How connectivity can compromise critical national infrastructure (and how to avoid the pitfalls of Industry 4.0)
When news of a cyber-attack against a water treatment plant in Florida reached our CNI cyber-security experts recently, it was received with a sense of weary inevitability. The same mess; a different day.
The hack was an attempt to poison the water supply of 15,000 people with caustic soda. The motive is unknown and the perpetrator hasn’t been found. Sadly, that’s entirely normal. What made this attack unusual was the fact that an operator saw it happening and managed to thwart it before anyone got hurt.
This time, the good guys got lucky. Most of the time, they don’t.
Our cyber specialists at the National Digital Exploitation Centre (NDEC) are experienced in helping CNI and large enterprises defend their operational technology (OT) – defined here as automated production, processing and industrial control systems – from the most determined cyber-attacks. And they’re getting busier all the time.
According to research by Kaspersky ICS CERT, an estimated 47% of industrial control systems were attacked by malware software in the first half of 2018. Some analysts believe that the true number is higher; some say it is lower, but it’s a realistic average. And in a recent report ‘ICS threat predictions for 2021’ Kaspersky made three worrying predictions:
We expect to see new and unconventional scenarios of attacks on [OT] and field devices, coupled with ingenious monetization schemes.
Cybercriminals have had more than enough time and opportunities to develop them.
Cybercriminals have developed a fondness for industrial companies because they tend to pay ransom. This means that the attacks will continue.
There is a high chance that a WannaCry-like scenario will be repeated in the very near future. And industrial enterprises may be among the hardest hit.”
WannaCry, you’ll recall, was the 2017 ransomware attack which paralyzed the NHS, forcing thousands of operations to be cancelled. Fixing it cost around £92 million. Astonishingly, the NHS wasn’t even the primary target. It was merely collateral damage – an accident, essentially – as the virus raced across the world, jumping between seemingly unrelated systems.
WannaCry is still out in the wild.
Kaspersky is probably right. If you’re not protected, it is only a matter of time before you suffer some sort of attack. It’s entirely possible that hackers have already invaded your network, silently exploring, and perhaps offering your vulnerabilities for sale on the dark web.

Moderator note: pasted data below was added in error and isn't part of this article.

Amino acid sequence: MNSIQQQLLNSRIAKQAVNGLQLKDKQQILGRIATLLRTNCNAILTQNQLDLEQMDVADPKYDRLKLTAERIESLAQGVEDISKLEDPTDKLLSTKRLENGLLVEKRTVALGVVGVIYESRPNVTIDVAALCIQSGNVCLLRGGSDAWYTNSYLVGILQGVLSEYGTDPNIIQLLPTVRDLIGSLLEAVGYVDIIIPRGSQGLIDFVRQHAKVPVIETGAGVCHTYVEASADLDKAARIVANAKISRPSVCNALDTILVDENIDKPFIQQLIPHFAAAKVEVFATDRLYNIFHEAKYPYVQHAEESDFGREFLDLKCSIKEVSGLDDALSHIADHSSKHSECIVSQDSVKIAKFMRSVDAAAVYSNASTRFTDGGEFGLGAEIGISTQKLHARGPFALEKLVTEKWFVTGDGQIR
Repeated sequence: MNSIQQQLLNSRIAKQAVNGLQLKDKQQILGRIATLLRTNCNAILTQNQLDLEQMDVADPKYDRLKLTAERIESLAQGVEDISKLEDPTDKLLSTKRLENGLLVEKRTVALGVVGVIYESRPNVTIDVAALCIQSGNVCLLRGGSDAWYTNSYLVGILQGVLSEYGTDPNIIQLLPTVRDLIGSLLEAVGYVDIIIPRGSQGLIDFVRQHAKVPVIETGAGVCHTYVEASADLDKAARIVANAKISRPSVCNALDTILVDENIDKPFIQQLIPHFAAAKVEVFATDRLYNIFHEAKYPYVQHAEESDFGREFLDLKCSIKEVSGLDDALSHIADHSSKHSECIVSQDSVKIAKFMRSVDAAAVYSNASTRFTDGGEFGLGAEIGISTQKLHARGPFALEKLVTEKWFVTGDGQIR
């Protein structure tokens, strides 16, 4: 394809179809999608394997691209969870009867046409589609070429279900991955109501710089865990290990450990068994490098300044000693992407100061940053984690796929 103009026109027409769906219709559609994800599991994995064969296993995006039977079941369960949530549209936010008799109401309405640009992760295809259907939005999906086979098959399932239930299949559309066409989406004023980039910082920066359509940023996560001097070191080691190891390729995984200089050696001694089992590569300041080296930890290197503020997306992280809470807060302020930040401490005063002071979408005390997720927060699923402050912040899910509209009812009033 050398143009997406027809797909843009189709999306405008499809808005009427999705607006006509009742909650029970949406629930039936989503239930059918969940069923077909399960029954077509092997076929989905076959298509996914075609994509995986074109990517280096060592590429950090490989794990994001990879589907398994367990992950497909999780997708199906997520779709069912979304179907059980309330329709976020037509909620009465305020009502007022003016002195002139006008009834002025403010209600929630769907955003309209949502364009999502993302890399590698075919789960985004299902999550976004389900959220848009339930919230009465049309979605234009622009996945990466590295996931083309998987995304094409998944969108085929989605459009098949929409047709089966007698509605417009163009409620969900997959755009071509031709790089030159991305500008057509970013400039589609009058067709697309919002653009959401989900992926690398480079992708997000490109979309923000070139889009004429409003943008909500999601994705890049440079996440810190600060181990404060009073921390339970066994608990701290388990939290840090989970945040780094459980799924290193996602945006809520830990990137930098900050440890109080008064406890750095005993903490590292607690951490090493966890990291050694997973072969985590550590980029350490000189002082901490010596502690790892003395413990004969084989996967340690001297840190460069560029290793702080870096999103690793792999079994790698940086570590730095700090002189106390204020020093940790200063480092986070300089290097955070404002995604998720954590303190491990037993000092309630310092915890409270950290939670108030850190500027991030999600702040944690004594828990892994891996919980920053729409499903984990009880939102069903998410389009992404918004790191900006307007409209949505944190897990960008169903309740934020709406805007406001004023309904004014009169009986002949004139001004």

Wherever your automation and production technologies are connected to the outside world – either directly or through your IT systems – each of those connections (and most factories have thousands) are discoverable. They can be secured, but where on earth do you start?
Here’s the problem. It is unrealistic to expect IT experts to have a deep knowledge of engineering and operational technology. And you can’t expect an engineer to know about IT and cyber security. But if you’re connecting OT to IT these areas of expertise are equally important. Then, to bring it all together, you not only need people who understand both fields but leaders who also understand digital transformation, the risks, and the rewards. That’s what NDEC is all about.
A matter of national importance
I left government to work directly for NDEC, but my remit is still to make sure that we address the wider societal and economic needs that were identified even before the foundations were laid those few years ago.
NDEC does far more than protect CNI and corporates. We are preparing Wales for a digital future. We are getting into the classrooms and lecture halls, educating students from 5-years-old right the way up to university. We are promoting degree apprenticeship schemes and fighting the gender imbalance. We are educating SME’s, too, on how they can play a part in the digital transformation and the journey to Industry 4.0.
If ever there was a diamond to be found in the coal dust, this is it. NDEC is a driving force for economic regeneration.
A glimpse of the future
Plans are well advanced for the second stage of NDEC. I can’t say too much about it yet, but we are exploring the use of additional facilities and resources, partly for education but also to explore the broader challenges of various sectors more deeply.
Take automotive, for example. Autonomous, self-driving cars are on the near horizon and need to be protected against any possibility of being hacked. But the vehicle is just one part of the equation. Securing the infrastructure -traffic signs, lights, sensors, controls, and the charging network – is just important.
Digital transformation and the journey to Industry 4.0 will affect everything, everywhere. This isn’t just about Wales. It’s not even about the UK. The fourth industrial revolution is ultimately a global event; a huge journey which can only be navigated with the proper skills and resources.
Poorly implemented connectivity is a train wreck waiting to happen; perhaps literally. It has the potential to collapse businesses and compromise critical national infrastructure. But with thought and care, and by educating businesses where the pitfalls are and how to avoid them, we are bringing the fourth industrial revolution in reach of the Welsh economy.
Leanne Connor was a driving force behind the conception of the National Digital Exploitation Centre (NDEC) in Ebbw Vale, Wales. She joined NDEC having helped to secure the site and define its role and responsibilities. Today, Leanne divides her time between promoting the capabilities of NDEC and ensuring that key performance indicators are met, reporting back to the Welsh government. Leanne has more than twenty years’ experience of business management and economic development.